“A poet always knows that what in the vernacular is called the voice of the Muse is, in reality, the dictate of language; that it’s not the language that happens to be his instrument, but that he is language’s mean toward the continuation of its existence. Language, however, even if one imagines it as a certain animate creature (which would only be just), is not capable of ethical choice.
A person sets out to write a poem for a variety of reasons: to win the heart of his beloved; to express his attitude toward the reality surrounding him, be it a landscape or a state; to capture his state of mind at a given instant; to leave – as he thinks at that moment – a trace on the earth. (…) Regardless of the reasons for which he takes up the pen, and regardless of the effect produced by what emerges from under that pen on his audience – however great or small it may be – the immediate consequence of this enterprise is the sensation of coming into direct contact with language, or more precisely, the sensation of immediately falling into dependence on it, on everything that has already been uttered, written, and accomplished in it.
The poet, I wish to repeat, is language’s means of existence – or, as my beloved Auden said, he is the one by whom it lives. I who write this lines will cease to be; so will you who read them. But the language in which they are written and in which you read them will remain, not merely because language is a more lasting thing than man, but because it is more capable of mutation.”
Russian poet and essayist
In: “On Grief and Reason”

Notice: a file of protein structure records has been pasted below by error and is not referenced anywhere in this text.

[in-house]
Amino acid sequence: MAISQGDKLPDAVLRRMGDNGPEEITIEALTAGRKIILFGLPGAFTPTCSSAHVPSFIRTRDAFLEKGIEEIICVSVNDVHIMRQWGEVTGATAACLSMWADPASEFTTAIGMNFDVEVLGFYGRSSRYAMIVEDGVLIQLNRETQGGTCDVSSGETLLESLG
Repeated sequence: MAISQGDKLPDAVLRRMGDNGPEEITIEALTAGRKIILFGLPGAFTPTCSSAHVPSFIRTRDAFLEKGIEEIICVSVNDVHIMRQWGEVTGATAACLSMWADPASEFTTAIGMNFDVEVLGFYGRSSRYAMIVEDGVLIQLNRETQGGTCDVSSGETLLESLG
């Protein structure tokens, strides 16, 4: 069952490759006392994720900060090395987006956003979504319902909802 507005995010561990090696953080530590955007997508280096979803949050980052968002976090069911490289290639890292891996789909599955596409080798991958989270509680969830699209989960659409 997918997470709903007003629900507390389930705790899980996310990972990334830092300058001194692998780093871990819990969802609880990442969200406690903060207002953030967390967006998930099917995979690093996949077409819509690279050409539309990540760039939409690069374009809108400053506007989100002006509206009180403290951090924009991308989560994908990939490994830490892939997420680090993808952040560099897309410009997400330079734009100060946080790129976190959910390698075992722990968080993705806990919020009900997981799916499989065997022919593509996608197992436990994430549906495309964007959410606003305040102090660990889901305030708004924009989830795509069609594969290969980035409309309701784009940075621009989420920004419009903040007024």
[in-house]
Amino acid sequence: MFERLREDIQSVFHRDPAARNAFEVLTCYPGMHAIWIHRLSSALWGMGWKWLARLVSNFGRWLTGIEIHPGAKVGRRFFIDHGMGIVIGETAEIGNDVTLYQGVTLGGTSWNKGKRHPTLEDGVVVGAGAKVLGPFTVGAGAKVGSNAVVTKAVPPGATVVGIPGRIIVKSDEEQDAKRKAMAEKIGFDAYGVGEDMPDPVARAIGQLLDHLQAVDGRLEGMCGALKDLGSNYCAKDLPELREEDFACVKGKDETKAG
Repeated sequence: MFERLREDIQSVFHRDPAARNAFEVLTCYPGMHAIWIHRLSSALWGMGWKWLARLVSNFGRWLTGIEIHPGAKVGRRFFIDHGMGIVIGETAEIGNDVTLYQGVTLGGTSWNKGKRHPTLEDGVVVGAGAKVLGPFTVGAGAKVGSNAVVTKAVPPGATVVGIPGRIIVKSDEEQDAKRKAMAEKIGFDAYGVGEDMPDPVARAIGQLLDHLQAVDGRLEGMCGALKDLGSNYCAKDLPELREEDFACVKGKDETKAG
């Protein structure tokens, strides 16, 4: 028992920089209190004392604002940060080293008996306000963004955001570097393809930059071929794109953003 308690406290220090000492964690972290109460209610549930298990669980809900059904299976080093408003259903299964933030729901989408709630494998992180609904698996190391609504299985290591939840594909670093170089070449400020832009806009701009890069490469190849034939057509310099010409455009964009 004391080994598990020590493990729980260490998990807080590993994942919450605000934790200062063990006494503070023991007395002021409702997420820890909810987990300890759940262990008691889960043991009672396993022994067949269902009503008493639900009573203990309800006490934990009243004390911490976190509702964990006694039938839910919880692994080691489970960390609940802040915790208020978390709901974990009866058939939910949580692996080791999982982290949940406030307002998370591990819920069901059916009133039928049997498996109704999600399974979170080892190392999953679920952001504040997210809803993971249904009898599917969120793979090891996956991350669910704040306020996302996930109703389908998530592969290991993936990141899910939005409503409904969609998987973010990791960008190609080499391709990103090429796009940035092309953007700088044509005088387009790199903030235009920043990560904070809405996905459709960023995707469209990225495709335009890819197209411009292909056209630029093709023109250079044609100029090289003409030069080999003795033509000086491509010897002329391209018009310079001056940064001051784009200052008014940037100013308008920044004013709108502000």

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Here’s one of my favorite Brodsky’s poems:
Song of Welcome
Here’s your Mom, here’s your Dad.
Welcome to being their flesh and blood.
Why do you look so sad?
Here’s your food, here’s your drink.
Also some thoughts, if you care to think.
Welcome to everything.
Here’s your practically clean slate.
Welcome to it, though it’s kind of late.
Welcome at any rate.
Here’s your paycheck, here’s your rent.
Money is nature’s fifth element.
Welcome to every cent.
Here’s your swarm and your huge beehive.
Welcome to that there’s roughly five
billion like you alive.
Welcome to the phone book that stars your name
Digits are democracy’s secret aim.
Welcome to your claim to fame.
Here’s your marriage, and here’s divorce.
Now that’s the order you can’t reverse.
Welcome to it; up yours.
Here’s your blade, here’s your wrist.
Welcome to playing your own terrorist;
call this your Middle East.
Here’s your mirror, your dental gleam.
Here’s an octopus in your dream.
Why do you try to scream?
Here’s your corn-cob, your TV set.
Your candidate suffering an upset.
Welcome to what he said.
Here’s your porch, see the cars pass by.
Here’s your shitting dog’s guilty eye.
Welcome to its alibi.
Here are your cicadas, then a chickadee,
the bulb’s dry tear in your lemon tea.
Welcome to infinity.
Here are your pills on the plastic tray,
Your disappointing, crisp X-ray.
You are welcome to pray.
Here’s your cemetery, a well kept glen.
Welcome to a voice that says, “Amen.”
The end of the rope, old man.
Here’s your will, and here’s a few
takers. Here’s an empty pew.
Here’s life after you.
And here are your stars which appear still keen
on shining as though you had never been.
They might have a point, old bean.
Here’s your afterlife, with no trace
of you, especially of your face.
Welcome, and call it space.
Welcome to where one cannot breathe.
This way, space resembles what’s underneath
and Saturn holds the wreath.